Music is known, indeed, to affect pulse-rate and respiration, to facilitate or disturb concentration, to excite or relax the organism, while the stimulus lasts; but beyond evoking impulses to sing, tap, adjust one's step to musical rhythm, perhaps to stare, hold one's breath or take a tense attitude, music does not ordinarily influence behavior. Its somatic influences seem to affect unmusical as well as musical persons (the selection usually employed in experimentation would be more likeli to irritate than to soothe or inspire a musical person), and to be, therefore, function of sound rather than of music. Experiments made with vocal music are entirely unreliable, since words and the pathos of the human voice are added to the musical stimulus. On the whole, the behavior of concert audiences after even the most thrilling performances makes the traditional magical influence of music on human action very dubious. Its somatic effects are transient, and its moral hangovers or uplifts seem to be negigible. (Langer 1956 [1942]: 171)
It's called hip-hop because it tends to make you move your frame.
The most obvious and naive reading of this "language" is the onomatopoetic one, the recognition of natural sounds in musical effects. This, as everybody knows, is the basis of "pragram music," which deliberately imitates the clatter and cries of the market place, hoof-beats, clanging hammers, running brooks, nightingales and bells and the inevitable cuckoo. Such "sound-painting" is by no means modern; it goes back as far as the thirteen century, when the cuckoo's note was introduced as a theme in the musical setting of "Summer is acumen in." An eghteenth-century critic says disapprovingly, "Our intermezzi ... are full of fantastic imitations and silly tricks. There one can hear clocks striking, ducks jabbering, frogs quacking, and pretty soon one will be able to hear fleas sneezing and grass growing." (Langer 1956 [1942]: 178)
Actually the notion of "program music" is not as self-evident today as it was in the 1940s. The fact that this quote is the clearest description of program music I have managed to gather thus far proves the point.
The notion of "psychical distance" as the hall-mark of every artistic "projection" of experience, which Edward Builough has developed, does make the emotive hcontents typical, general, impersonal, or "static"; but it makes them conceivable, so that we can envisage and understand them without verbal helps, and without the scaffolding of an occasion wherein they figure (as all self-expression implies an eccasion, a cause - true or imaginary - for the subject's temporary feelings). A composer not only indicates, but articulates subtle complexities of feeling that language cannot even name, let alone set forth; he knows the forms of emotion and can handle them, "compose" them. We do not "compose" our exclamations and jitters. (Langer 1956 [1942]: 180)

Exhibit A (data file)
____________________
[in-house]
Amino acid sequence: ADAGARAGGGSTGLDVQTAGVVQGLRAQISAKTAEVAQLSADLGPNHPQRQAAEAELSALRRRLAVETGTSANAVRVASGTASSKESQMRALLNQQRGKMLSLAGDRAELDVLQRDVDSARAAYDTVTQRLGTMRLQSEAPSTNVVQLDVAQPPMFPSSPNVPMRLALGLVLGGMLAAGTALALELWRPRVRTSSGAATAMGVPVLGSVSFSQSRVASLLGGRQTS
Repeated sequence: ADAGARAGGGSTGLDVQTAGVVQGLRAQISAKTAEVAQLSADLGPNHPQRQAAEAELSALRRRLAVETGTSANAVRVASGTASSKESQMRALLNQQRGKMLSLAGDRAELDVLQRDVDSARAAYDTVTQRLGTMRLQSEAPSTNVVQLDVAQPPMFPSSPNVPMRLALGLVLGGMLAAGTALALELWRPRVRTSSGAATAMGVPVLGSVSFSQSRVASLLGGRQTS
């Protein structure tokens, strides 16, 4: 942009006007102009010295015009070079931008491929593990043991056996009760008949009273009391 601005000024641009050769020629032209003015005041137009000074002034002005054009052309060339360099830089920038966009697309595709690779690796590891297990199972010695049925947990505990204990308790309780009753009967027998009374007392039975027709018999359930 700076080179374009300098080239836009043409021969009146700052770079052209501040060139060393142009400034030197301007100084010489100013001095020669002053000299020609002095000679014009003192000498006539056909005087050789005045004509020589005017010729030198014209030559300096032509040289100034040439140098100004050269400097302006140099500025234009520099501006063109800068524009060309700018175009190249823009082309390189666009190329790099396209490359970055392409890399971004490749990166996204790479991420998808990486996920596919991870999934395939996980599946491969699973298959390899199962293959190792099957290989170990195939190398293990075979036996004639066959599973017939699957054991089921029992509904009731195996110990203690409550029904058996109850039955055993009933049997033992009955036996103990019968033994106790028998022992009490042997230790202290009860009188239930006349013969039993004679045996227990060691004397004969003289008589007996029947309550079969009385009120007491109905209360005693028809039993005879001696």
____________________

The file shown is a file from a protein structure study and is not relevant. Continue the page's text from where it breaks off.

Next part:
But we do control our exclamations and jitters, as much as we can at least.
Wolfgang Köhler, the great pioneer of Gestalt psychology, remarks the usefulness of so-called musical "dynamics" to describe the forms of mental life. "Quite generally," he says, "the inner process, whether emotional or intellectual, shows types of development which may be given names, usually applied to musical events, such as: crescendo and diminuendo, accelerando and ritardando." He carries these convenient terms over into the description of overt behavior, teh reflection of inner life in physical attitudes and gestures. "As these qualities occur in the world of acoustical experiences, they are found in the visual world too, and so they can express similar dynamical traits of inner life in directly observable activity. ... To the increasing inner tempo and dynamical level there corresponds a crescendoaccelerando in visible movement. Of course, the same inner development may express itself acoustically, as in the accelerando and reforzando of speech. ... Hesitation and lack of inner determination becomes visible ... as ritardando of visible or audible behavior. ..." (Langer 1956 [1942]: 183)
Hah, accelerando indeed. Also, musical metaphors.